Spring 2020 - IAT 202 D100

New Media Images (3)

Class Number: 7888

Delivery Method: In Person

Overview

  • Course Times + Location:

    Mo 10:30 AM – 12:20 PM
    SRYC 3310, Surrey

  • Prerequisites:

    IAT 100 and a minimum of 21 units.

Description

CALENDAR DESCRIPTION:

Explores the computational nature of technology as applied to contemporary art and design. It is a studio-based, media production course that explores new forms of art and design that are mediated by or modeled after computing processes as opposed to transforming or digitizing existing forms. Breadth-Humanities.

COURSE DETAILS:

New Media Images, IAT 202, is an introduction to historical, aesthetic, theoretical and practical issues in digital video production. In this course, students will simultaneously develop technical ability and creative awareness through the combination of lectures, tutorials, projects and hands- on practice. Project planning and conceptualization will be emphasized. Image composition, the basics of soundtrack design, visual effects and editing grammars will be explored toward the aim of creating a final video project.


COURSE-LEVEL EDUCATIONAL GOALS:

Course Objectives

- Students will develop core skills in video / film production.

- Students will begin to construct nuanced sound-image relationships

- Students will learn how to plan, shoot and edit an audiovisual sequence

- Students will begin to develop an understanding of montage and continuity editing

- Students will begin to explore the plasticity of the digital media through image and sound manipulation

Learning Outcomes

- After this course, students will be able to:

- Demonstrate a knowledge of sequencing as it relates to video

- Employ the correct strategies to create serviceable preproduction documents (such as treatment and storyboards)

- Demonstrate knowledge of post-production video software to successfully produce short films

- Frame images using the camera to support intention and idea

- Achieve credible results through the appropriate use of actors and staging for video production

- Edit and mix sounds to be free of technical problems such as pops, clicks and consistency

- Determine the correct sounds/sound mix to create a soundtrack that supports idea and intention

Grading

  • Projects 80%
  • Lab attendance and activities 5%
  • Lecture attendance and activities 5%
  • Mid term exam 10%

NOTES:

* This is a draft assignment weighting; assignment weights will be announced the first day of class.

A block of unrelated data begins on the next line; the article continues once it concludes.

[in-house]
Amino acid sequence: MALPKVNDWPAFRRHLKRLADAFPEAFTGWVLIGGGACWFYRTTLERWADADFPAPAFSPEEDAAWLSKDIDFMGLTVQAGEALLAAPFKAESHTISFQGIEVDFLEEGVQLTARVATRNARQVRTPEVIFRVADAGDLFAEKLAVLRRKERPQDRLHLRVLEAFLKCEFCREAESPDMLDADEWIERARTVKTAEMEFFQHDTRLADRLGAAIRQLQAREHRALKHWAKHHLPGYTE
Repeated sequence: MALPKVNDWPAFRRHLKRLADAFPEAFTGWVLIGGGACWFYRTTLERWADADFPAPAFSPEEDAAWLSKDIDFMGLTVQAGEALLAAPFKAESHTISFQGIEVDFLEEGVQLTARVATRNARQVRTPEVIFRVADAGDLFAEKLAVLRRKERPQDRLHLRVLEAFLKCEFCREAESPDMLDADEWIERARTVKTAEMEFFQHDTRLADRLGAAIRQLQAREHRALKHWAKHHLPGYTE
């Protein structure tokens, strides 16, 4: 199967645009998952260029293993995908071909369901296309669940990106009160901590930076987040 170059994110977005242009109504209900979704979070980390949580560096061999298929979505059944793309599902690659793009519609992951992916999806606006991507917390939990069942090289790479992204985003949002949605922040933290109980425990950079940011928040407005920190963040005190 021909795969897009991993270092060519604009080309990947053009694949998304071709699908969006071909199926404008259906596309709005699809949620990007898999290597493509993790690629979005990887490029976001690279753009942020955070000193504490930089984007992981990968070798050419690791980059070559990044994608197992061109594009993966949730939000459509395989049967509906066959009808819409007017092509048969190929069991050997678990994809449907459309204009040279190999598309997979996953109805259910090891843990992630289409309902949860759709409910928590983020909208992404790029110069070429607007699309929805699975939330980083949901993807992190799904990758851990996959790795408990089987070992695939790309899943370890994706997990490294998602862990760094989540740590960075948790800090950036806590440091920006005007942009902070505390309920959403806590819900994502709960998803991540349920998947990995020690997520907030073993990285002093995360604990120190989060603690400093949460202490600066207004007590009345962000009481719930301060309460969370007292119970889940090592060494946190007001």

* This course follows current SIAT letter grade scale.

A+ > 95%
A > 90%
A- > 85%
B+ > 80%
B > 75%
B- > 70%
C+ > 65%
C > 60%
C- > 55%
D > 50%
F < 50%

 

Materials

MATERIALS + SUPPLIES:

Materials:

- This list is to give students a general idea of course requirements. Students should see individual instructors for a precise list.

- Headphones (the lab computers do not have speakers)
- External storage device (suitable for video transfer)
- Individual instructors may have requirements not on this list

Recommended Resources:

- PC or Mac computer that is capable of working with multi-media, including video

- Image, video and sound editing software

- portable hard drive that is suitable for video

Software in Labs (used extensively):

- Audacity (freeware)

- Adobe After Effects

- Adobe Premier

- Adobe Photoshop CS

- Adobe Soundbooth

RECOMMENDED READING:

"Sight, Sound, Motion:  Applied Media Aesthetics" (2013) by Herbert Zettl; 8th Edition; Cengage Learning
ISBN: 9781305578906

"From Word to Image:  Storyboarding & the Filmmaking Process" (2010) by Marcie Begleiter; 2nd Edition; Michael Wiese Productions
ISBN: 9781932907674

"Film Art:  An Introduction" (2016) by David Bordwell, Kristin Thompson; 11th Edition; Mc-Graw-Hill
ISBN: 9781259534959

"Audio-Vision:  Sound on Screen" (1994) by Michel Chion, Claudia Gorbman, Walter Murch; Columbia University Press
ISBN: 9780231078993

Registrar Notes:

SFU’s Academic Integrity web site http://www.sfu.ca/students/academicintegrity.html is filled with information on what is meant by academic dishonesty, where you can find resources to help with your studies and the consequences of cheating.  Check out the site for more information and videos that help explain the issues in plain English.

Each student is responsible for his or her conduct as it affects the University community.  Academic dishonesty, in whatever form, is ultimately destructive of the values of the University. Furthermore, it is unfair and discouraging to the majority of students who pursue their studies honestly. Scholarly integrity is required of all members of the University. http://www.sfu.ca/policies/gazette/student/s10-01.html

ACADEMIC INTEGRITY: YOUR WORK, YOUR SUCCESS